Thursday, March 28, 2013

So... Why Pulp? - To All The Stories I Never Wrote





I’m tempted to break into singing that Willy Nelson song right now—you know, the one about the lovers who got away? Sometimes it’s like that with writing too. You have projects tucked away here and there, ideas by the boatload on some proverbial back burner, and things that just sound like they’d make great stories if you only had the time… Yeah, the mind of a writer is like an old attic stuffed with artifacts of a lifetime of living in the same home. It’s that closet, room, garage, or shed that never gets cleaned and organized. I don’t know about you, but I have files galore holding the bits and bobs of tales that went dormant into some phantom existence, waiting to be resurrected at a future time, like King Arthur and his Knights of the Round Table.

I have to thank writer-extraordinaire and all around Paladin of the Road to Pulpy Adventure, Mr. Derrick Ferguson, for the commentary that seeded this week’s column. ‘D’ as I call him, often asks thought-provoking questions or purveys ideas to the rest of us hacks meant to turn up the burner under the muse. Recently he was warning us all about the perils of putting references in our stories of events and people whose tales haven’t yet been told. It seems some of his regular Dillon fans (And if you’re not a Dillon fan, you should be!) are dying to know all about the ‘Daughters of the Peacock King’ and something about being chased by a ‘15 foot polar bear’. Geez ‘D’—who wouldn’t want to read those tales? Since I’m currently working on a novel based an antique story start, and trying to update it to where the characters have gone today, it got me thinking… Where else have I stranded a perfectly good concept that might have a chance of catching some eyes? Have I missed some signals from readers telling me they’d like to know more about something or someone?

You can make yourself crazy thinking like that. It’s not like I don’t already have dozens of story concepts flashing through my synapses and swirling around in the gray matter as it is. I look at what I have lined up for this year, and I want to cringe, because I’m already behind. I go to bed at night, and try to get some sleep, and the ideas are pounding on the inside of my head, trying to get out. I get up in the morning and they follow me around all day, touching me with cold, clammy fingers, begging from every corner of my consciousness, wanting to be made corporeal on some page. If I am ever to get even half of what I want to write done, I’ll need several more lifetimes to do it in. I can’t work fast enough or devote more hours than I have now without chaining myself to the office chair in total isolation. I make notes, tuck them in files within files, and move on until I need them. Boy, does it bug me that I can’t get to more of it!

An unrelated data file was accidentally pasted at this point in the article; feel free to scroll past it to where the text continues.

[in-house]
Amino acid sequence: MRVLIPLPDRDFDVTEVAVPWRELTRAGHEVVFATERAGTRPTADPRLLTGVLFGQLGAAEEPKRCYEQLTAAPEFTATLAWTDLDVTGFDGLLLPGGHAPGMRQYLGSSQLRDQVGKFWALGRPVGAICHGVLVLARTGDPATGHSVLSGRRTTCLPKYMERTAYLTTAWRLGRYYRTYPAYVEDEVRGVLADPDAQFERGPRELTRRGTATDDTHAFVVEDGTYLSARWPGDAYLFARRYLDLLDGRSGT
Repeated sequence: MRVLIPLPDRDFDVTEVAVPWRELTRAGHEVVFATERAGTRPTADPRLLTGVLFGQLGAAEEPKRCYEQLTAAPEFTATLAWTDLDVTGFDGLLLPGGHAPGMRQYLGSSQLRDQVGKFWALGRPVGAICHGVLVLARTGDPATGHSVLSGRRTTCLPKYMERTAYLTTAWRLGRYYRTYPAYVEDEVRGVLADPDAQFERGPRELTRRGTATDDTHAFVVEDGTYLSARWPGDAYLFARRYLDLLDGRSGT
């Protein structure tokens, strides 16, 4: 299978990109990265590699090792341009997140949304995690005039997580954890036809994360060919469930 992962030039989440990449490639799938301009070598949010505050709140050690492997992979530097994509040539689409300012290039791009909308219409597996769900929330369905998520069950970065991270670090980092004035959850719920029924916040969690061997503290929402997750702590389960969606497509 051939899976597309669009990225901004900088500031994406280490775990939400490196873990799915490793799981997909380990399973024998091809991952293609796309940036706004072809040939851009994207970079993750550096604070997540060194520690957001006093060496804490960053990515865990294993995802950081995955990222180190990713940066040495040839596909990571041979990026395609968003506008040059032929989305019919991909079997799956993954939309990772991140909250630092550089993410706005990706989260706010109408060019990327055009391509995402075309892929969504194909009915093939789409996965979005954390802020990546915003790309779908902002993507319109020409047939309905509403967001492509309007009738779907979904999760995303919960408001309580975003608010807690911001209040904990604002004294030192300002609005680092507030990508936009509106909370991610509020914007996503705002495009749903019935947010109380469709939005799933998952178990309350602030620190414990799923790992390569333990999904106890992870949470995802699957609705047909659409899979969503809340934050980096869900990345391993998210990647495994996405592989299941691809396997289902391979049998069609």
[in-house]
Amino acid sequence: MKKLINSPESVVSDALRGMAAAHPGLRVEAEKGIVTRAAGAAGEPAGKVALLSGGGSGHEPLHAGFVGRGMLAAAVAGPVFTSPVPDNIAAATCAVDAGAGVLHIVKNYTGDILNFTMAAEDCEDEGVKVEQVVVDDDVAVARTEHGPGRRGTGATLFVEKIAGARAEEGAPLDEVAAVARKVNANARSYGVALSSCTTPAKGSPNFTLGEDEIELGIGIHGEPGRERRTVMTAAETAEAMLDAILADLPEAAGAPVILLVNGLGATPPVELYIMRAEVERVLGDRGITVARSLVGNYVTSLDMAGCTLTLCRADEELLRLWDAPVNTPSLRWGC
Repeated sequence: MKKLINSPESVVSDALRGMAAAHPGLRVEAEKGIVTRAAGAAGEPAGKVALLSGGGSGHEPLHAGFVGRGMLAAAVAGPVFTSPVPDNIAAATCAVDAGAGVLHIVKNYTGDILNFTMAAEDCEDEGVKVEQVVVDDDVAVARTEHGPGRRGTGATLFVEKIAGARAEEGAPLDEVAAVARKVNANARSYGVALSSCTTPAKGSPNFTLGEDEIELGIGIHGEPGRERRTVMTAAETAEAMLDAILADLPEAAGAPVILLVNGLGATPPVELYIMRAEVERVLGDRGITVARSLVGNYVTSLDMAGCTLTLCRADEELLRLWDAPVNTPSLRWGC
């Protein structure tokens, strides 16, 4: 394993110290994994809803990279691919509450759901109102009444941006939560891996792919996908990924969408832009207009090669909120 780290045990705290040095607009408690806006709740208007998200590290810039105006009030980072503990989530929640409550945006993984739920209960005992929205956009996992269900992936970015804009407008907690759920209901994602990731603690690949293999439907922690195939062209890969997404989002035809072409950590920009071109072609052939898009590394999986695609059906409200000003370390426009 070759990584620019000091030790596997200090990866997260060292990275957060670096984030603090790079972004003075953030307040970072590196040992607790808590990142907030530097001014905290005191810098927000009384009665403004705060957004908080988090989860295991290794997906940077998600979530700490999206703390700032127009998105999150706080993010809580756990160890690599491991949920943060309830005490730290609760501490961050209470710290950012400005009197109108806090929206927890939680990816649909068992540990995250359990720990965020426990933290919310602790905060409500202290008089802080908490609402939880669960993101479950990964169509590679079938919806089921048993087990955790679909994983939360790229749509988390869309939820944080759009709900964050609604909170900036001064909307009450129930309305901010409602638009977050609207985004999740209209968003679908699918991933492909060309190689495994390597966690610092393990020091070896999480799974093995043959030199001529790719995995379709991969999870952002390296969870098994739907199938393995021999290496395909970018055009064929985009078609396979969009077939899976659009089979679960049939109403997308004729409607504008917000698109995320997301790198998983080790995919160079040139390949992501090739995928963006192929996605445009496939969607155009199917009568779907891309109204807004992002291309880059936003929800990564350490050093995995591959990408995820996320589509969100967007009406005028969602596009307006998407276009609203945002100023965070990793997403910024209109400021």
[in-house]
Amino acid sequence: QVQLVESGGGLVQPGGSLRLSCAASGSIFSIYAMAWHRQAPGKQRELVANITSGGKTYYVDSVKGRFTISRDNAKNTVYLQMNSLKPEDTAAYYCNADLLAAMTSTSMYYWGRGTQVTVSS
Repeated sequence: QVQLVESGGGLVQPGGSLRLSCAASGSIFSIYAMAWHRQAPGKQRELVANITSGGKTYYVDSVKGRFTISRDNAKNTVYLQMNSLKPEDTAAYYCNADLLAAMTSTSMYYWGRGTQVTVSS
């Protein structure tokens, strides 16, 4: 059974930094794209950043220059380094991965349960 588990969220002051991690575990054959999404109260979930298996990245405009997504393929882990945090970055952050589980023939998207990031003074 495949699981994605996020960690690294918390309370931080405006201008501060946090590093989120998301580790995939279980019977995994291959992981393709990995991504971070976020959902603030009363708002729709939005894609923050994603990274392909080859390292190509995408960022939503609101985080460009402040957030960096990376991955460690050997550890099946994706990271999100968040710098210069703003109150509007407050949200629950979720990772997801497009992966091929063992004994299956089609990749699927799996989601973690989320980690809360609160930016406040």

It’s rather reassuring to have so much territory of my own to mine, even at this point in what I laughingly call my ‘career’, where now and then I get approached on projects outlined by others. If I ever run out of fresh material, or old stories to revamp, I will certainly dig into those idea files. If I someday find myself staring at a blinking cursor wondering what the heck to put on the page; all that stuff will certainly come in handy. So yeah D, if someone comes to you and asks about that polar bear or the Peacock King’s nubile but deadly offspring, you might want to jot down a couple ideas for the story and shove it somewhere for a rainy day. Those little adventures you mentioned just in passing during some story stuck out in a fan’s mind, and it means you hit a game winning triple and made the sports page. Avid readers tend to move from one book to the next rather rapidly, so when a detail like that stays with them, it’s worth exploring.